While waiting backstage for Paula Deen to arrive for her photo-op before the New York Times' TimesTalks titled Paula Deen: Butter, Baby! at the NYWFF, we got to talking with her publisher's photographer who's been on tour with her on many occasions about the nature of Deen's audience. Many of whom are quite fanatical! Apparently, just as our quick peek at the crowd slowly filing into the auditorium indicated, most of her events really are at their heart an exceedingly polite mosh pit of 50-year-old women.
"OMG!" we say, "Do people pass out, like at a Michael Jackson concert?" "No!" "Wait, but do people cry, like at a Michael Jackson concert?" "Not that I've seen," she says, shaking her head, though she then volunteers that Deen's formidable bodyguard once had to pluck her out of a crowd while she was on assignment with them at an event. He noticed she was being crushed by the aforementioned 50-year-olds in the mosh pit and rushed onto the stage, grabbed her arms and just pulled her up—and all of a sudden she was on stage too, looking out onto a sea of middle-aged fans pushing each other forward, pushing ever closer to get as near as they possibly could to their queen.
Kim Severson asks if, after having such embarrassing things happen to her as getting hit by a ham and having her pants fall down in public, she's ready for the humiliation of talking to the New York Times, and she says, "My elastic is very tight in my britches, Kim." Then pats her boobs repeatedly and adds, "My pads are in place." Severson: "The last time I went to the beach two girls from Greenpeace tried to roll me back into the water."
A discussion of over-sharing turns into one of under-sharing: women who hold onto their recipes and refuse to pass them along. Deen: "I don't understand that. I don't get it. I think some women do that in order to get their children to their house. I have heard of mothers that won't give their children the recipe because they want them to go there for it." Severson says she thinks that "for some women, particularly older women, it's a position of power," and mentions that Beard Award winner Willie Mae Seaton of New Orleans has been teasing people for years with the promise of sharing her famed fried chicken recipe without ever actually doing it and is now sadly no longer capable of passing it on.
Deen says her producer says "Here, kitty kitty kitty kitty!" to her because "getting me to settle down is like herding cats... I think I'm that AC/DC stuff." The portion of the crowd which isn't too old/too conservative/too young to get the reference goes wild.
After a long, incredibly frank and very moving discussion of her twenty-year battle with agoraphobia, she explains she turned to cooking because the kitchen is "a peaceful place, where you can just get lost in your dishes." She travels 40% of the year and hasn't cooked at her restaurant The Lady and Sons in a long time—the staff actually prefers that she doesn't visit, because every time she does the entire dining room gets disrupted. So now she limits her visits to the shop beside it.
Why her recipes are old-school: "Why'm I gonna screw around with other ways when granny got it perfect?"
Severson's question of the day: "How do you feel being a person who goes "Butter!" and everyone goes "Oooooooo"? Oh, the power that you have!"
She drives a Lexus but doesn't carry a credit card and likes to keep cash in her handbag, because after living through poverty always having cash in there it makes her feel secure, though she says she doesn't know how much money she earns: "If you ask me what I made, I can look you in the eye and tell you I don't have a clue. I'm the bag lady."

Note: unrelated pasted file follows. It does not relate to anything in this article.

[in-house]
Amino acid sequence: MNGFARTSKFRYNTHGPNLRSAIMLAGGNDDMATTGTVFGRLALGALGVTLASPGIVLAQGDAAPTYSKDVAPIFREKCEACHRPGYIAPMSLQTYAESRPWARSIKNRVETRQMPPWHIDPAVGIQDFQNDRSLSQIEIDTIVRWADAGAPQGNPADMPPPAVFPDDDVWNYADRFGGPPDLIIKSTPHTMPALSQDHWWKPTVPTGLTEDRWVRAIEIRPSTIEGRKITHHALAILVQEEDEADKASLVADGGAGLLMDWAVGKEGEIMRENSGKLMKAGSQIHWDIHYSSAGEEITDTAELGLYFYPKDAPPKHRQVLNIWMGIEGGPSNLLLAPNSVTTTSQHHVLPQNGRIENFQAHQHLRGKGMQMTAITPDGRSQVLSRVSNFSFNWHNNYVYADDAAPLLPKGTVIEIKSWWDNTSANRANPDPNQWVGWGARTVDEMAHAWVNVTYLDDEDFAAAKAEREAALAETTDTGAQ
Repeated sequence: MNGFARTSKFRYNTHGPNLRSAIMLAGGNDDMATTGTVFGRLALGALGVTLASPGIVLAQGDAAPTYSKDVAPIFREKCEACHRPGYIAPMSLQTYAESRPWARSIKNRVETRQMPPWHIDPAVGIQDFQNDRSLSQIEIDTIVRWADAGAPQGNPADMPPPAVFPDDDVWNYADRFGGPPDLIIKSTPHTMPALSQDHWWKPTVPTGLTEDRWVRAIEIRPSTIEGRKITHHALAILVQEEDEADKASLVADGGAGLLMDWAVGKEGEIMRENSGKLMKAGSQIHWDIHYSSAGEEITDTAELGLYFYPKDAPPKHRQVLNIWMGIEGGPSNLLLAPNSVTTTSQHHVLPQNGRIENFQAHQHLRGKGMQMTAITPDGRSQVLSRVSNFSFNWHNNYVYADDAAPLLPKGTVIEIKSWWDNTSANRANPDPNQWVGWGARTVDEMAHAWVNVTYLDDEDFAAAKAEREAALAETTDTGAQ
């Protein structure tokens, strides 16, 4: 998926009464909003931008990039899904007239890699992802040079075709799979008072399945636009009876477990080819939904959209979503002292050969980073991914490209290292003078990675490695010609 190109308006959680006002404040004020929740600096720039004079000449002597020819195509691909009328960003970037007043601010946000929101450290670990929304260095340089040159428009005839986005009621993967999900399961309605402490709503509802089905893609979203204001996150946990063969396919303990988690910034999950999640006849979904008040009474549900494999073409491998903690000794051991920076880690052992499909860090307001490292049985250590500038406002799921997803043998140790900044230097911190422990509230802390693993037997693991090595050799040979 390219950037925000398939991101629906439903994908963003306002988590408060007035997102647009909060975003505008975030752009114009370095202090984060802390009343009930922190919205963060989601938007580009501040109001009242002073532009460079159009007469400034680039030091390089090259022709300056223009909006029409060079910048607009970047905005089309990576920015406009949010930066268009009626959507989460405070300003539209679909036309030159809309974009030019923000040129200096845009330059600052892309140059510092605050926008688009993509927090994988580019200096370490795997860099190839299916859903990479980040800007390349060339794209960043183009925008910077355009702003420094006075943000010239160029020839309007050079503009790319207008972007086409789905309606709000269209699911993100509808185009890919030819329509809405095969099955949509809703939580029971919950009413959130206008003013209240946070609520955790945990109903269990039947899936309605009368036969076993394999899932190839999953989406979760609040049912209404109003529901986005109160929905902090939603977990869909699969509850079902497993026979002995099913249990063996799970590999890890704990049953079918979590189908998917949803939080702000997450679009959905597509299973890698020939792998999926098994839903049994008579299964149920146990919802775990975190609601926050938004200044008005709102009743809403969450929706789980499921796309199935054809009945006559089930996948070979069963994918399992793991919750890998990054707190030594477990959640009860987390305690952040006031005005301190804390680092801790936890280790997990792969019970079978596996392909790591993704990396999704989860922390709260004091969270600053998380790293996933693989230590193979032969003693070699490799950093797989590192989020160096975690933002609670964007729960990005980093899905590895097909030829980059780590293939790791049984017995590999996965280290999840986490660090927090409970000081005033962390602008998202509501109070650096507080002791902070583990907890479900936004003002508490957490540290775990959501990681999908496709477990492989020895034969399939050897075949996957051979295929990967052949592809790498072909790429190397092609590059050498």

Deen supports food banks because "the food banks give people a helping hand without robbing their dignity." At one point in her life they were so poor they had almost nothing to eat but she was too ashamed to tell anyone or ask for help, and one day her aunt just showed up at her door with two bags full of protein. After saying "protein" she sits and stares into the audience, and is silent and unmoving for what feels like a full minute; it seems like maybe she's trying not to cry. Later she says the reason she's proud of her line of holiday hams is that she and Smithfield donate some of the hams to food banks; food banks don't usually ever get any protein, other than beans, and so her hams flew off their shelves.
After discovering that there are children who don't eat on weekends because the only time they get regular meals is at school, Deen got involved with an organization called Blessings in a Backpack that sends food home with them on Fridays for the weekend.
Her arm hurts, because she spent the previous night in a casino. Severson asks, "Are you a gambler?" She replies, "I'm a SLOTS SLUT!" and says she once won over $150,000 in a single pull at her favorite casino.
Three awesome things about Paula Deen, in ascending order of awesomeness:
3. Her self-published run of her first cookbook was 5,000 copies, which is a pretty large order for a self-published book from a then-unknown author—but it sold out immediately and original copies in mint condition can go for up to $2,000 on eBay.
2. She doesn't ever do product endorsements and will only create branded lines. After conferring with her manager, she admitted to having once turned down an offer from... I Can't Believe It's Not Butter! (You have to admire the chutzpah of the marketing genius that thought that offer up.)
1. According to her most recent physical, her cholesterol is 137. (She showed the audience the bruise on her arm from where her blood was taken, so it must've been very recent.)